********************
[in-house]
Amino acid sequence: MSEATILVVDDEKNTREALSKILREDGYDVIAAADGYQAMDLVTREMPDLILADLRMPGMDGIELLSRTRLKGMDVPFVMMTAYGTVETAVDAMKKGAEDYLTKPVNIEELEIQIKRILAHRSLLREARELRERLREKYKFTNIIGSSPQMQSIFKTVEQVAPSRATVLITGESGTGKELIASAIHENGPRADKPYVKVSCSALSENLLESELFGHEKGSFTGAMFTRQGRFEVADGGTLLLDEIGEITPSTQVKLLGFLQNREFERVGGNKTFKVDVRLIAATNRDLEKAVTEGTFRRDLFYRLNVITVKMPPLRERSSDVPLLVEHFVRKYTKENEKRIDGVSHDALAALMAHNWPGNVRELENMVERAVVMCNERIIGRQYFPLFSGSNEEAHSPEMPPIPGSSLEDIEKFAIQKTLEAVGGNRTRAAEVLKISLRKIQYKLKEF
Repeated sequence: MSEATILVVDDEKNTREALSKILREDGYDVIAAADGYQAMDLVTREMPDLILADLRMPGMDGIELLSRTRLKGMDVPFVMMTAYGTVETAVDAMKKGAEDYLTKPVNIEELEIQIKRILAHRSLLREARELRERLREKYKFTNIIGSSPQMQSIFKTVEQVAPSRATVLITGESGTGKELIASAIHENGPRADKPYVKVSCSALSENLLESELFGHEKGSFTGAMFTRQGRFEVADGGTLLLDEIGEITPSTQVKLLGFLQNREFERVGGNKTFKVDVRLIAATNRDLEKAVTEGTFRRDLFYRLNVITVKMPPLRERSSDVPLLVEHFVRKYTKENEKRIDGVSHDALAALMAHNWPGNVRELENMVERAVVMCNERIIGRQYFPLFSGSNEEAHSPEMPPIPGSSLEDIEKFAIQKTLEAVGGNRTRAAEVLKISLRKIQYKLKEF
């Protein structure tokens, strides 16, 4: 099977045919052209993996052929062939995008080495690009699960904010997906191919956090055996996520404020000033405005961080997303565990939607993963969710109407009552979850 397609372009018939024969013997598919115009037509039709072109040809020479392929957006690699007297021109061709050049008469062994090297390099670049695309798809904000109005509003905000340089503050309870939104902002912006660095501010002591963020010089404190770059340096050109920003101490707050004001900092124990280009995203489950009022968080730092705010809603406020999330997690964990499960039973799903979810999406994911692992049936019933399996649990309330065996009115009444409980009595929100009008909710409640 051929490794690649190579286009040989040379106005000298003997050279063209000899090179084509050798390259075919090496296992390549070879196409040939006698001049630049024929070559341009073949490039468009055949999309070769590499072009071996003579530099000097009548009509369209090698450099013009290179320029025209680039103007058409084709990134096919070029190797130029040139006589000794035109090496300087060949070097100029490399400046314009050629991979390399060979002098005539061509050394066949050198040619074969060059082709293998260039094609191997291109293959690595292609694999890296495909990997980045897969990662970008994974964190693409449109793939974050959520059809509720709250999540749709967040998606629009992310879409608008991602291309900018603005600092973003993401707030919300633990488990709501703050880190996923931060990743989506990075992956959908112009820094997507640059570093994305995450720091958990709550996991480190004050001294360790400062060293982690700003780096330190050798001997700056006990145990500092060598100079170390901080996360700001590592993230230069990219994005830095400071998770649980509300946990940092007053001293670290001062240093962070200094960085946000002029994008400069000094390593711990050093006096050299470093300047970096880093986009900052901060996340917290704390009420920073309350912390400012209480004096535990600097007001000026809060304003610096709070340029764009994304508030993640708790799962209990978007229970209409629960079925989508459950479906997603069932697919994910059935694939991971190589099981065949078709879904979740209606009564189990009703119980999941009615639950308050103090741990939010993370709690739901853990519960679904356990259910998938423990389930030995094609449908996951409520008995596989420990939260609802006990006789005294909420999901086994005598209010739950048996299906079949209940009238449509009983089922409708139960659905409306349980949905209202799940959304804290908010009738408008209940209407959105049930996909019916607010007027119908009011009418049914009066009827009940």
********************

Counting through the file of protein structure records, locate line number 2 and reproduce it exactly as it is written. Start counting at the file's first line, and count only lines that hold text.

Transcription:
Amino acid sequence: MSEATILVVDDEKNTREALSKILREDGYDVIAAADGYQAMDLVTREMPDLILADLRMPGMDGIELLSRTRLKGMDVPFVMMTAYGTVETAVDAMKKGAEDYLTKPVNIEELEIQIKRILAHRSLLREARELRERLREKYKFTNIIGSSPQMQSIFKTVEQVAPSRATVLITGESGTGKELIASAIHENGPRADKPYVKVSCSALSENLLESELFGHEKGSFTGAMFTRQGRFEVADGGTLLLDEIGEITPSTQVKLLGFLQNREFERVGGNKTFKVDVRLIAATNRDLEKAVTEGTFRRDLFYRLNVITVKMPPLRERSSDVPLLVEHFVRKYTKENEKRIDGVSHDALAALMAHNWPGNVRELENMVERAVVMCNERIIGRQYFPLFSGSNEEAHSPEMPPIPGSSLEDIEKFAIQKTLEAVGGNRTRAAEVLKISLRKIQYKLKEF